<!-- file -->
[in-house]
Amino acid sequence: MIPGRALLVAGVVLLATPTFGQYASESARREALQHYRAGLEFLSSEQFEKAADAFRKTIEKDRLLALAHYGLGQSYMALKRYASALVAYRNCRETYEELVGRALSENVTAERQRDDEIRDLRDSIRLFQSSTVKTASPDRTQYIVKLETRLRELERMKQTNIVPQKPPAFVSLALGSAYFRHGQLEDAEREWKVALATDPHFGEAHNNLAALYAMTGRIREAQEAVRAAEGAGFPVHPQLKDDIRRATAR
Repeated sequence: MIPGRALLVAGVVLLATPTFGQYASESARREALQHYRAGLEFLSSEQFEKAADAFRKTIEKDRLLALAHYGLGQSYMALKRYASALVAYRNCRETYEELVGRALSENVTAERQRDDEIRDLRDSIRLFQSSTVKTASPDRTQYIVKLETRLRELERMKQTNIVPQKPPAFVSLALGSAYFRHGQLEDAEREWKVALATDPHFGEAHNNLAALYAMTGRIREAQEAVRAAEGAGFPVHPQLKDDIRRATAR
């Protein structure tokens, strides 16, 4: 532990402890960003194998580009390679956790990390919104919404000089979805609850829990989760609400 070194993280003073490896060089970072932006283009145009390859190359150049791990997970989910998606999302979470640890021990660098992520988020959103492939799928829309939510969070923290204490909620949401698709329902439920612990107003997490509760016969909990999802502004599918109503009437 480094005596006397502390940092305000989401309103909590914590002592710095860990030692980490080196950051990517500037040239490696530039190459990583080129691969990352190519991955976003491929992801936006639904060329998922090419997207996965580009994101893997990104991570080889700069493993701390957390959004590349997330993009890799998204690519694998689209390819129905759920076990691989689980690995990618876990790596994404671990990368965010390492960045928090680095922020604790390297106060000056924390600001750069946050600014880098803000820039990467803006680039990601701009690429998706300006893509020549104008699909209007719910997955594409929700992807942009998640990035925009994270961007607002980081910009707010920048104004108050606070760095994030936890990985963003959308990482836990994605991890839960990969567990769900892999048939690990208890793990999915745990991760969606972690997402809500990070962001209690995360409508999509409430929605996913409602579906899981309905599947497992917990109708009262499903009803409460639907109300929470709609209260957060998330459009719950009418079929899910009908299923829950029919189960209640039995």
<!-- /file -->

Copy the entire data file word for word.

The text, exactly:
[in-house]
Amino acid sequence: MIPGRALLVAGVVLLATPTFGQYASESARREALQHYRAGLEFLSSEQFEKAADAFRKTIEKDRLLALAHYGLGQSYMALKRYASALVAYRNCRETYEELVGRALSENVTAERQRDDEIRDLRDSIRLFQSSTVKTASPDRTQYIVKLETRLRELERMKQTNIVPQKPPAFVSLALGSAYFRHGQLEDAEREWKVALATDPHFGEAHNNLAALYAMTGRIREAQEAVRAAEGAGFPVHPQLKDDIRRATAR
Repeated sequence: MIPGRALLVAGVVLLATPTFGQYASESARREALQHYRAGLEFLSSEQFEKAADAFRKTIEKDRLLALAHYGLGQSYMALKRYASALVAYRNCRETYEELVGRALSENVTAERQRDDEIRDLRDSIRLFQSSTVKTASPDRTQYIVKLETRLRELERMKQTNIVPQKPPAFVSLALGSAYFRHGQLEDAEREWKVALATDPHFGEAHNNLAALYAMTGRIREAQEAVRAAEGAGFPVHPQLKDDIRRATAR
């Protein structure tokens, strides 16, 4: 532990402890960003194998580009390679956790990390919104919404000089979805609850829990989760609400 070194993280003073490896060089970072932006283009145009390859190359150049791990997970989910998606999302979470640890021990660098992520988020959103492939799928829309939510969070923290204490909620949401698709329902439920612990107003997490509760016969909990999802502004599918109503009437 480094005596006397502390940092305000989401309103909590914590002592710095860990030692980490080196950051990517500037040239490696530039190459990583080129691969990352190519991955976003491929992801936006639904060329998922090419997207996965580009994101893997990104991570080889700069493993701390957390959004590349997330993009890799998204690519694998689209390819129905759920076990691989689980690995990618876990790596994404671990990368965010390492960045928090680095922020604790390297106060000056924390600001750069946050600014880098803000820039990467803006680039990601701009690429998706300006893509020549104008699909209007719910997955594409929700992807942009998640990035925009994270961007607002980081910009707010920048104004108050606070760095994030936890990985963003959308990482836990994605991890839960990969567990769900892999048939690990208890793990999915745990991760969606972690997402809500990070962001209690995360409508999509409430929605996913409602579906899981309905599947497992917990109708009262499903009803409460639907109300929470709609209260957060998330459009719950009418079929899910009908299923829950029919189960209640039995």